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OM in the News: Why China Still Thrives as a Global Manufacturer

March 22, 2015

china outputA small factory near Shanghai, churning out widgets you never see but probably use, provides a perfect snapshot of the state of global manufacturing today. Some workers at the Integrated Micro-Electronics (IMI) facility affix pieces by hand to circuit boards bound for digital displays on European stoves. Others stand at computers, guiding machines that press together components for cars’ steering systems. But IMI is important less for what it makes than for what it represents. A cog in long supply chains, it produces parts for brand-name consumer goods.

Cheap Chinese labor has been crucial to the building of “Factory Asia”, the name given to the region’s complex of cross-border supply chains, writes The Economist (March 14, 2015). Asia first emerged as a manufacturing power in the 1960s, when Japan began exporting electronics and consumer goods. China’s opening up was the gamechanger. The region’s share of the global trade in parts rose from 14% in 2000 to 50% in 2012, 1/2 of which comes from China.  By hosting more of the supply chain, China boosts its manufacturing competitiveness and attracts more investment. IMI, for instance, is headquartered in the Philippines and would have preferred to scale up its manufacturing there, where wages and worker turnover are lower.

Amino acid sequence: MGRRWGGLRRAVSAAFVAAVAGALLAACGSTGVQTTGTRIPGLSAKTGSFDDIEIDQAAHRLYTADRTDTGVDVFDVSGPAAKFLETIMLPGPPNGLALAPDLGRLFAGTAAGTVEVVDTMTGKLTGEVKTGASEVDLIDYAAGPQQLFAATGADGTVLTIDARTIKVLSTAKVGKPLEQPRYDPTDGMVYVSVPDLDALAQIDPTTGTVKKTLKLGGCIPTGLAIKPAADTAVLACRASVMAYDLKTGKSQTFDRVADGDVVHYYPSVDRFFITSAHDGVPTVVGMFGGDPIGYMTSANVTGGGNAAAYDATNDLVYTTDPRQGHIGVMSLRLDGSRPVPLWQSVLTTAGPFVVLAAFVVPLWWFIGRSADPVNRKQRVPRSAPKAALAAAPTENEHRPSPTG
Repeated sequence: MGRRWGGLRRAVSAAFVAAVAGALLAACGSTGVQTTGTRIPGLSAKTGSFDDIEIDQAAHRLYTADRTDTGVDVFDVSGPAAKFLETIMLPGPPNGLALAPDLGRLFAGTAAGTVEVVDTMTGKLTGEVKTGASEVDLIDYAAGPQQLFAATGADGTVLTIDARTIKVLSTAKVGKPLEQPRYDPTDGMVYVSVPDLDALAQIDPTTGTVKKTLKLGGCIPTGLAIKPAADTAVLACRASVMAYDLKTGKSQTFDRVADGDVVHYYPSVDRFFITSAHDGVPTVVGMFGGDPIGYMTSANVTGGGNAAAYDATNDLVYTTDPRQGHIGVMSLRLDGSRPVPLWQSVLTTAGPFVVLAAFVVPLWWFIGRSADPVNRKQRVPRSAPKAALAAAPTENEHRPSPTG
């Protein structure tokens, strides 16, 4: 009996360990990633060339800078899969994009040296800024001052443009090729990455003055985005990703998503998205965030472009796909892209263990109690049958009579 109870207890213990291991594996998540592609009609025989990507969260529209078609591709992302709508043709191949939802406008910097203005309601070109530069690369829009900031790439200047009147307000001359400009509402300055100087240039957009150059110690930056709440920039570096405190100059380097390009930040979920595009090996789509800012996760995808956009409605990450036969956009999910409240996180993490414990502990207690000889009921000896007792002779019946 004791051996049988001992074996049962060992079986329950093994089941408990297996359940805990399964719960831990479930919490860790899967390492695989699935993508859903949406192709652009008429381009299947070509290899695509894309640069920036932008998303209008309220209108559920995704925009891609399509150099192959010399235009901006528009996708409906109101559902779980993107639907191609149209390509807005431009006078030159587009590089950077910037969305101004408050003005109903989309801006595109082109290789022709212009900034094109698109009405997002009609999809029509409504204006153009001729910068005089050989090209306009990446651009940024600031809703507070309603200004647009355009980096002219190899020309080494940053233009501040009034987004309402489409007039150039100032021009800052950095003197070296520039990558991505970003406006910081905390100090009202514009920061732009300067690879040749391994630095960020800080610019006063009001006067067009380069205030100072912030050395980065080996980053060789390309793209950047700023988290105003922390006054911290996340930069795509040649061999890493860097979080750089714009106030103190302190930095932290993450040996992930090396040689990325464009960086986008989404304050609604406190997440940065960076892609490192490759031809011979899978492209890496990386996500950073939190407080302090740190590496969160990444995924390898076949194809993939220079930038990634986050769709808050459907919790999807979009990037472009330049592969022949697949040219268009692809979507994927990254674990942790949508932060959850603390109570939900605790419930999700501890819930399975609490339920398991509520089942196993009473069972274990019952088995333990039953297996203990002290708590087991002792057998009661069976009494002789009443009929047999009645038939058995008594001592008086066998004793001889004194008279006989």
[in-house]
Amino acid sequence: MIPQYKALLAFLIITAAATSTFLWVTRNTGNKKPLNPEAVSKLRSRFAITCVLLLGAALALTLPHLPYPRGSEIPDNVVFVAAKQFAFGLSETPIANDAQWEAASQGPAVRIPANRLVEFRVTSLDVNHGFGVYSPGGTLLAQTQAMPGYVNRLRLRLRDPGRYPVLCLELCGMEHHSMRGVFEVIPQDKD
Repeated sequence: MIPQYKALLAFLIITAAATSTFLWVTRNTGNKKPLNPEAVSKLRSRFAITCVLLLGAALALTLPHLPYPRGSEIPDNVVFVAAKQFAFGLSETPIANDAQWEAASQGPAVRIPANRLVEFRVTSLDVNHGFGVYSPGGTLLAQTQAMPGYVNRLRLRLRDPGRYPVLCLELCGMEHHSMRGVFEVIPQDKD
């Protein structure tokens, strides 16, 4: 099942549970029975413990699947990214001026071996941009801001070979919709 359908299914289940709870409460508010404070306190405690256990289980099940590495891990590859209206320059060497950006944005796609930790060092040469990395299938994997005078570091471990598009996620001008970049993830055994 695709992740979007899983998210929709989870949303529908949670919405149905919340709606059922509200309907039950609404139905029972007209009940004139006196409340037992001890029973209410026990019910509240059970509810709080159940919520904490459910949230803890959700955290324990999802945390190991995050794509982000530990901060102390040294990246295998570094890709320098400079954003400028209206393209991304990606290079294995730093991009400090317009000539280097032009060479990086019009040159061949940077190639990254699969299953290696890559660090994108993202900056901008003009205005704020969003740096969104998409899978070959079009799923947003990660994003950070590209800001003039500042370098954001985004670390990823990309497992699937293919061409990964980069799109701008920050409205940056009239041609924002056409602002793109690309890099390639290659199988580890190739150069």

Yet China’s factories are still far cheaper than western rivals (despite wages rising 12% a year for a decade). Many pay their employees just above the minimum wage, which at $270 a month in China is less than a 1/4 that in the U.S. And they are more efficient than many rivals. With Chinese factories just starting to pour money into automation, there is scope to improve productivity further. China became the biggest market for robots in 2013. Foxconn, which has more than a million employees in China, says that it wants robots to complete 70% of its assembly-line work within 3 years.

Our discussion of the theory of comparative advantage (Chapter 2) says that countries with lots of cheap workers should produce labor-intensive goods; rich countries should focus on those requiring plenty of capital. But as supply chains spread across borders, regional comparative advantage matters even more. With its bounty of both labor and capital, Asia has built up a huge lead in manufacturing.

Classroom discussion questions:

1. Why is China still the global manufacturing leader?

2. Why is it introducing robots at an accelerated pace?

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Supply Chain Management Research

Andreas Wieland’s supply chain management blog for academics and managers

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